Limits...
Soil inoculation with symbiotic microorganisms promotes plant growth and nutrient transporter genes expression in durum wheat.

Saia S, Rappa V, Ruisi P, Abenavoli MR, Sunseri F, Giambalvo D, Frenda AS, Martinelli F - Front Plant Sci (2015)

Bottom Line: In a field experiment conducted in a Mediterranean area of inner Sicily, durum wheat was inoculated with plant growth-promoting rhizobacteria (PGPR), with arbuscular mycorrhizal fungi (AMF), or with both to evaluate their effects on nutrient uptake, plant growth, and the expression of key transporter genes involved in nitrogen (N) and phosphorus (P) uptake.A significant down-regulation of the same genes was observed when organic N was added.The ammonium (NH4 (+)) transporter genes AMT1.2 showed an expression pattern similar to that of the NO3 (-) transporters.

View Article: PubMed Central - PubMed

Affiliation: Dipartimento di Scienze Agrarie e Forestali, Università degli Studi di Palermo Palermo, Italy ; Fondazione A. e S. Lima Mancuso, Università degli Studi di Palermo Palermo, Italy.

ABSTRACT
In a field experiment conducted in a Mediterranean area of inner Sicily, durum wheat was inoculated with plant growth-promoting rhizobacteria (PGPR), with arbuscular mycorrhizal fungi (AMF), or with both to evaluate their effects on nutrient uptake, plant growth, and the expression of key transporter genes involved in nitrogen (N) and phosphorus (P) uptake. These biotic associations were studied under either low N availability (unfertilized plots) and supplying the soil with an easily mineralizable organic fertilizer. Regardless of N fertilization, at the tillering stage, inoculation with AMF alone or in combination with PGPR increased the aboveground biomass yield compared to the uninoculated control. Inoculation with PGPR enhanced the aboveground biomass yield compared to the control, but only when N fertilizer was added. At the heading stage, inoculation with all microorganisms increased the aboveground biomass and N. Inoculation with PGPR and AMF+PGPR resulted in significantly higher aboveground P compared to the control and inoculation with AMF only when organic N was applied. The role of microbe inoculation in N uptake was elucidated by the expression of nitrate transporter genes. NRT1.1, NRT2, and NAR2.2 were significantly upregulated by inoculation with AMF and AMF+PGPR in the absence of organic N. A significant down-regulation of the same genes was observed when organic N was added. The ammonium (NH4 (+)) transporter genes AMT1.2 showed an expression pattern similar to that of the NO3 (-) transporters. Finally, in the absence of organic N, the transcript abundance of P transporters Pht1 and PT2-1 was increased by inoculation with AMF+PGPR, and inoculation with AMF upregulated Pht2 compared to the uninoculated control. These results indicate the soil inoculation with AMF and PGPR (alone or in combination) as a valuable option for farmers to improve yield, nutrient uptake, and the sustainability of the agro-ecosystem.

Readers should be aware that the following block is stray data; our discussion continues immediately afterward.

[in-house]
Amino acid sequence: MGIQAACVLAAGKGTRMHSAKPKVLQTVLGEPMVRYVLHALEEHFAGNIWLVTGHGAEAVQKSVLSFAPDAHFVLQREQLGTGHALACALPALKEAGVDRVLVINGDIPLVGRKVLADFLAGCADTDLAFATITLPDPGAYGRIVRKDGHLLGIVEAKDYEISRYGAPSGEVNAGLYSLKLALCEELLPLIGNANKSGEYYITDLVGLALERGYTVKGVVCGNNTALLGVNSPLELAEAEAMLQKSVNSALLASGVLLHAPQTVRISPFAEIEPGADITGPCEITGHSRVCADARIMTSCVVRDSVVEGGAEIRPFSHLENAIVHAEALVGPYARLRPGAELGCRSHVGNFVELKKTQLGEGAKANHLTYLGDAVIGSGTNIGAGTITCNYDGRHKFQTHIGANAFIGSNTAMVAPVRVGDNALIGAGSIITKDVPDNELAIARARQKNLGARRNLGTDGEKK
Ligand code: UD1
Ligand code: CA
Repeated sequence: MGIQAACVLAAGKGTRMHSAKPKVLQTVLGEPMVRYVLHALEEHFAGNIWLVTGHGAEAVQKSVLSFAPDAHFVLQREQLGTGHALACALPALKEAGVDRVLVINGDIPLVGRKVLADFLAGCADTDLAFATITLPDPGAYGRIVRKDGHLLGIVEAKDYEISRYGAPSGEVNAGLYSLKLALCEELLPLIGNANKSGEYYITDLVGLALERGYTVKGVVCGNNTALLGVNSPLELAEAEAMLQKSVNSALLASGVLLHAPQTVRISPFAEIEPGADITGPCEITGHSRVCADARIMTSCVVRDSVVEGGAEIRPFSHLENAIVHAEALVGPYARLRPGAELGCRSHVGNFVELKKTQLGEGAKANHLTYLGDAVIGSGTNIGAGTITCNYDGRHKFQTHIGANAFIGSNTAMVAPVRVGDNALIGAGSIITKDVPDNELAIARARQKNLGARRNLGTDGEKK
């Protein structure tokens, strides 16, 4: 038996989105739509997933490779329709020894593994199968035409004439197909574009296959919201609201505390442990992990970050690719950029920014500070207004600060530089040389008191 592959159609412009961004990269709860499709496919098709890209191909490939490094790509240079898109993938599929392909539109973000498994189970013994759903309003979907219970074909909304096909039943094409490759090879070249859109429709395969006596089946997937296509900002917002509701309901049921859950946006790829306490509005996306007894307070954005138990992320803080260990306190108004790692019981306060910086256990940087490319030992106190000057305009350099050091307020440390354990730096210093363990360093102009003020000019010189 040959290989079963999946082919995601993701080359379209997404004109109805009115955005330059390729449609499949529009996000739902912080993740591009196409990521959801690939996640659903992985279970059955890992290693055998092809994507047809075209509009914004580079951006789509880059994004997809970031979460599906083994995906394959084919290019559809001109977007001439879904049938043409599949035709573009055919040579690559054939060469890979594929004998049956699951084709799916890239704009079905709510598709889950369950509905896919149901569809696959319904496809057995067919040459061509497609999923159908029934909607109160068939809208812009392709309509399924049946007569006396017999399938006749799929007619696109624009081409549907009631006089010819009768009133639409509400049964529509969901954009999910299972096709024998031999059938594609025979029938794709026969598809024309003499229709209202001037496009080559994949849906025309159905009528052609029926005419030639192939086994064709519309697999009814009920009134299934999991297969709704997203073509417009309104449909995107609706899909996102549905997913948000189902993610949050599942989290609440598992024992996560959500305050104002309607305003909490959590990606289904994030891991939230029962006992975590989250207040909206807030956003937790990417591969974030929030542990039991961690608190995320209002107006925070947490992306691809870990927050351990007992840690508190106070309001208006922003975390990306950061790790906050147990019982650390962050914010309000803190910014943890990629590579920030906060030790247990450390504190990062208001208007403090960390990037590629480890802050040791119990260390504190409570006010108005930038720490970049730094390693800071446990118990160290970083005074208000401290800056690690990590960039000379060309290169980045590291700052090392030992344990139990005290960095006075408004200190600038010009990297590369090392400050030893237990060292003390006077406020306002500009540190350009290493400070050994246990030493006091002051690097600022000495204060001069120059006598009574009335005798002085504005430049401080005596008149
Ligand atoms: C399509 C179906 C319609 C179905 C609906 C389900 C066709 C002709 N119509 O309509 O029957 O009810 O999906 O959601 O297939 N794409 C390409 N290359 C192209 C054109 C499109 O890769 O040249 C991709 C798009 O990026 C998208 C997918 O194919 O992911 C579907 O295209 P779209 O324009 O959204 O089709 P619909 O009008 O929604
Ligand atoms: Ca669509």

No MeSH data available.


Related in: MedlinePlus

Canonical discriminant analysis constructed with the gene expression data of T. durum root. Percentage of total variance explained by each canonical axis is shown in parentheses. Percentages of variance explained by Can 3 to Can 7 were not significant (data not shown). Plants were grown under the unfertilized conditions (U, yellow symbols) or fertilized with an organic fertilized with low C:N ratio (F, green symbols). Soil was left with the NAT (circles); inoculated with only AMF spores (triangles); only plant PGPR (diamonds), or both AMF+PGPR (squares). Nitrate transporters vectors are shown in red, AMTs vector in blue and phosphorus transporters vector in black. Each symbol represents the treatment centroid within Can 1 and Can 2. Bars represent the standard error of the distribution of each treatment.